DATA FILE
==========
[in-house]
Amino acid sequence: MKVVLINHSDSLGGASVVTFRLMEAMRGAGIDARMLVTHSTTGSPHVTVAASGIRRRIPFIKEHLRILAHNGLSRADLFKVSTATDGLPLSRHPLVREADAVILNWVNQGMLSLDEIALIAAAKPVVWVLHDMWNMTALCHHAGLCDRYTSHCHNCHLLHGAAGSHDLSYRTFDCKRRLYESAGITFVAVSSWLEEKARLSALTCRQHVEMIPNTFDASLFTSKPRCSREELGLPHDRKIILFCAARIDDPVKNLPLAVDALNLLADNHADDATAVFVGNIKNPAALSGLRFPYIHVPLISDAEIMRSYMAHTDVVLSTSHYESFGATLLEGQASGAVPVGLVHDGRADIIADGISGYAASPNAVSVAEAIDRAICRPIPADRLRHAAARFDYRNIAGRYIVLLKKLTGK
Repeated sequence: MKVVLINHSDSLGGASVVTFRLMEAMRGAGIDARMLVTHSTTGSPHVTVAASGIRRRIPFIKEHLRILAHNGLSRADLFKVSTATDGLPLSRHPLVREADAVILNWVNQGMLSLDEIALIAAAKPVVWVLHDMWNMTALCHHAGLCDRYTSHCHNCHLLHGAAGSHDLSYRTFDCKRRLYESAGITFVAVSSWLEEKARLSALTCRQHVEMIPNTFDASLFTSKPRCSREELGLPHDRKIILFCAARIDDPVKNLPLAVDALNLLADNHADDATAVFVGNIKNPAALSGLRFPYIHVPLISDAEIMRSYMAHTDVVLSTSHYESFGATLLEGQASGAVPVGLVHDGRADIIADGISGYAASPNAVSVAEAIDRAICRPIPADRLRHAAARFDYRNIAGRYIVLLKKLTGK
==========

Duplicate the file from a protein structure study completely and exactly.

[in-house]
Amino acid sequence: MKVVLINHSDSLGGASVVTFRLMEAMRGAGIDARMLVTHSTTGSPHVTVAASGIRRRIPFIKEHLRILAHNGLSRADLFKVSTATDGLPLSRHPLVREADAVILNWVNQGMLSLDEIALIAAAKPVVWVLHDMWNMTALCHHAGLCDRYTSHCHNCHLLHGAAGSHDLSYRTFDCKRRLYESAGITFVAVSSWLEEKARLSALTCRQHVEMIPNTFDASLFTSKPRCSREELGLPHDRKIILFCAARIDDPVKNLPLAVDALNLLADNHADDATAVFVGNIKNPAALSGLRFPYIHVPLISDAEIMRSYMAHTDVVLSTSHYESFGATLLEGQASGAVPVGLVHDGRADIIADGISGYAASPNAVSVAEAIDRAICRPIPADRLRHAAARFDYRNIAGRYIVLLKKLTGK
Repeated sequence: MKVVLINHSDSLGGASVVTFRLMEAMRGAGIDARMLVTHSTTGSPHVTVAASGIRRRIPFIKEHLRILAHNGLSRADLFKVSTATDGLPLSRHPLVREADAVILNWVNQGMLSLDEIALIAAAKPVVWVLHDMWNMTALCHHAGLCDRYTSHCHNCHLLHGAAGSHDLSYRTFDCKRRLYESAGITFVAVSSWLEEKARLSALTCRQHVEMIPNTFDASLFTSKPRCSREELGLPHDRKIILFCAARIDDPVKNLPLAVDALNLLADNHADDATAVFVGNIKNPAALSGLRFPYIHVPLISDAEIMRSYMAHTDVVLSTSHYESFGATLLEGQASGAVPVGLVHDGRADIIADGISGYAASPNAVSVAEAIDRAICRPIPADRLRHAAARFDYRNIAGRYIVLLKKLTGK